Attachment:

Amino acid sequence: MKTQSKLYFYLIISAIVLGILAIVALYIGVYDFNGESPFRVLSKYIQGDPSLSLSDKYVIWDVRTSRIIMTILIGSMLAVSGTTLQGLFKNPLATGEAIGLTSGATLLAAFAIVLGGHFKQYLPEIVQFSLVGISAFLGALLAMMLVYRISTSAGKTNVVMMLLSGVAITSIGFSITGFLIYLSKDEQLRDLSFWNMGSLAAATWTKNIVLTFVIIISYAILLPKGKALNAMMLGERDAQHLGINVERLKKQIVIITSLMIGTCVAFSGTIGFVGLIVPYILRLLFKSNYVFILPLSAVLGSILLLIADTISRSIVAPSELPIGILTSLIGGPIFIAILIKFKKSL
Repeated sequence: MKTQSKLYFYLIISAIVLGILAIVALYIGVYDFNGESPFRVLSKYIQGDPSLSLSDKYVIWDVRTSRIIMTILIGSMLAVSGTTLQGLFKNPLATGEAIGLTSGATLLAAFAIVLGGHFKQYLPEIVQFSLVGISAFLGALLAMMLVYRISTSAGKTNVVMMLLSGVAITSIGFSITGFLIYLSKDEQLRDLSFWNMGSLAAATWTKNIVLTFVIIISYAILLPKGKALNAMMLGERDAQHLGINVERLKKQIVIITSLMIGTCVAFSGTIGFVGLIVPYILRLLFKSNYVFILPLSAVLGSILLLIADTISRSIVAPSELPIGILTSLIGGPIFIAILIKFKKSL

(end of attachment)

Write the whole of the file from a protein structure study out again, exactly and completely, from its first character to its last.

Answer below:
Amino acid sequence: MKTQSKLYFYLIISAIVLGILAIVALYIGVYDFNGESPFRVLSKYIQGDPSLSLSDKYVIWDVRTSRIIMTILIGSMLAVSGTTLQGLFKNPLATGEAIGLTSGATLLAAFAIVLGGHFKQYLPEIVQFSLVGISAFLGALLAMMLVYRISTSAGKTNVVMMLLSGVAITSIGFSITGFLIYLSKDEQLRDLSFWNMGSLAAATWTKNIVLTFVIIISYAILLPKGKALNAMMLGERDAQHLGINVERLKKQIVIITSLMIGTCVAFSGTIGFVGLIVPYILRLLFKSNYVFILPLSAVLGSILLLIADTISRSIVAPSELPIGILTSLIGGPIFIAILIKFKKSL
Repeated sequence: MKTQSKLYFYLIISAIVLGILAIVALYIGVYDFNGESPFRVLSKYIQGDPSLSLSDKYVIWDVRTSRIIMTILIGSMLAVSGTTLQGLFKNPLATGEAIGLTSGATLLAAFAIVLGGHFKQYLPEIVQFSLVGISAFLGALLAMMLVYRISTSAGKTNVVMMLLSGVAITSIGFSITGFLIYLSKDEQLRDLSFWNMGSLAAATWTKNIVLTFVIIISYAILLPKGKALNAMMLGERDAQHLGINVERLKKQIVIITSLMIGTCVAFSGTIGFVGLIVPYILRLLFKSNYVFILPLSAVLGSILLLIADTISRSIVAPSELPIGILTSLIGGPIFIAILIKFKKSL